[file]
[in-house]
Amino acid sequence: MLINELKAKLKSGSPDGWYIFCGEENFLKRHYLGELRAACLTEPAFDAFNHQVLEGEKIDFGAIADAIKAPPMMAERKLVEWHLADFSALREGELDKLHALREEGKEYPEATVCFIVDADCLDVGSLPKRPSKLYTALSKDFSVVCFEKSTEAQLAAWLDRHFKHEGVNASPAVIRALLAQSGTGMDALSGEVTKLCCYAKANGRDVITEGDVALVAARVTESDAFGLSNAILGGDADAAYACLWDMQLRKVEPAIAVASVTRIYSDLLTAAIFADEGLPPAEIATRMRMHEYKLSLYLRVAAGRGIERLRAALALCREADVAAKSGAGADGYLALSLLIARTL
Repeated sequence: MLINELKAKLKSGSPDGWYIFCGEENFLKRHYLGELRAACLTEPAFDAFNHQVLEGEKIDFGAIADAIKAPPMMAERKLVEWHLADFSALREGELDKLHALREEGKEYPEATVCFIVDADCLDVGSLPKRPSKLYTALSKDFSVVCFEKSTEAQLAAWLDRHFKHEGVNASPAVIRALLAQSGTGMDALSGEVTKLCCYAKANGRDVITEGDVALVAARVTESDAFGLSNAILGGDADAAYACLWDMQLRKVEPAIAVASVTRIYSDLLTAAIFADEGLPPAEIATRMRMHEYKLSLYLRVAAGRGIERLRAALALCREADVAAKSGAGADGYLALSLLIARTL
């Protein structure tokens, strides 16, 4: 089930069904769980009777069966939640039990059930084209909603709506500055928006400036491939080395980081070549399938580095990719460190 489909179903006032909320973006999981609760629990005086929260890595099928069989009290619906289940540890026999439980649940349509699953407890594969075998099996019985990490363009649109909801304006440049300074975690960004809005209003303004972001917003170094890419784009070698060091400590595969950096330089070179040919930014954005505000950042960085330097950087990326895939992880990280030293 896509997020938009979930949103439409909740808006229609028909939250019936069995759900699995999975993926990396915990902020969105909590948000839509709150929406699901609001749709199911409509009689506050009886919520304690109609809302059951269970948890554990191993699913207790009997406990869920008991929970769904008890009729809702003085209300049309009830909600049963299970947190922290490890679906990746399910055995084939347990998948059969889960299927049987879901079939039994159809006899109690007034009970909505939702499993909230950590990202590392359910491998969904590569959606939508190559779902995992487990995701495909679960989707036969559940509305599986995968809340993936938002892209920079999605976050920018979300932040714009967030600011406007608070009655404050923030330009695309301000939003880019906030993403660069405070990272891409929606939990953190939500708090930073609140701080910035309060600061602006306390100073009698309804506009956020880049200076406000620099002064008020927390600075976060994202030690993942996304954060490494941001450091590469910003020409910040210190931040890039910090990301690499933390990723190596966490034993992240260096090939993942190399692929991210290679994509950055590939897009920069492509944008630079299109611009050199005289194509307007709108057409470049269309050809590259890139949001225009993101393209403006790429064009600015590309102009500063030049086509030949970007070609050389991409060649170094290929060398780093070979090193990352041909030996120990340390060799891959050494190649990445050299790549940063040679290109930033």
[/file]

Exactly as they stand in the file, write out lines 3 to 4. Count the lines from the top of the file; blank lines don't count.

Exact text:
Repeated sequence: MLINELKAKLKSGSPDGWYIFCGEENFLKRHYLGELRAACLTEPAFDAFNHQVLEGEKIDFGAIADAIKAPPMMAERKLVEWHLADFSALREGELDKLHALREEGKEYPEATVCFIVDADCLDVGSLPKRPSKLYTALSKDFSVVCFEKSTEAQLAAWLDRHFKHEGVNASPAVIRALLAQSGTGMDALSGEVTKLCCYAKANGRDVITEGDVALVAARVTESDAFGLSNAILGGDADAAYACLWDMQLRKVEPAIAVASVTRIYSDLLTAAIFADEGLPPAEIATRMRMHEYKLSLYLRVAAGRGIERLRAALALCREADVAAKSGAGADGYLALSLLIARTL
């Protein structure tokens, strides 16, 4: 089930069904769980009777069966939640039990059930084209909603709506500055928006400036491939080395980081070549399938580095990719460190 489909179903006032909320973006999981609760629990005086929260890595099928069989009290619906289940540890026999439980649940349509699953407890594969075998099996019985990490363009649109909801304006440049300074975690960004809005209003303004972001917003170094890419784009070698060091400590595969950096330089070179040919930014954005505000950042960085330097950087990326895939992880990280030293 896509997020938009979930949103439409909740808006229609028909939250019936069995759900699995999975993926990396915990902020969105909590948000839509709150929406699901609001749709199911409509009689506050009886919520304690109609809302059951269970948890554990191993699913207790009997406990869920008991929970769904008890009729809702003085209300049309009830909600049963299970947190922290490890679906990746399910055995084939347990998948059969889960299927049987879901079939039994159809006899109690007034009970909505939702499993909230950590990202590392359910491998969904590569959606939508190559779902995992487990995701495909679960989707036969559940509305599986995968809340993936938002892209920079999605976050920018979300932040714009967030600011406007608070009655404050923030330009695309301000939003880019906030993403660069405070990272891409929606939990953190939500708090930073609140701080910035309060600061602006306390100073009698309804506009956020880049200076406000620099002064008020927390600075976060994202030690993942996304954060490494941001450091590469910003020409910040210190931040890039910090990301690499933390990723190596966490034993992240260096090939993942190399692929991210290679994509950055590939897009920069492509944008630079299109611009050199005289194509307007709108057409470049269309050809590259890139949001225009993101393209403006790429064009600015590309102009500063030049086509030949970007070609050389991409060649170094290929060398780093070979090193990352041909030996120990340390060799891959050494190649990445050299790549940063040679290109930033």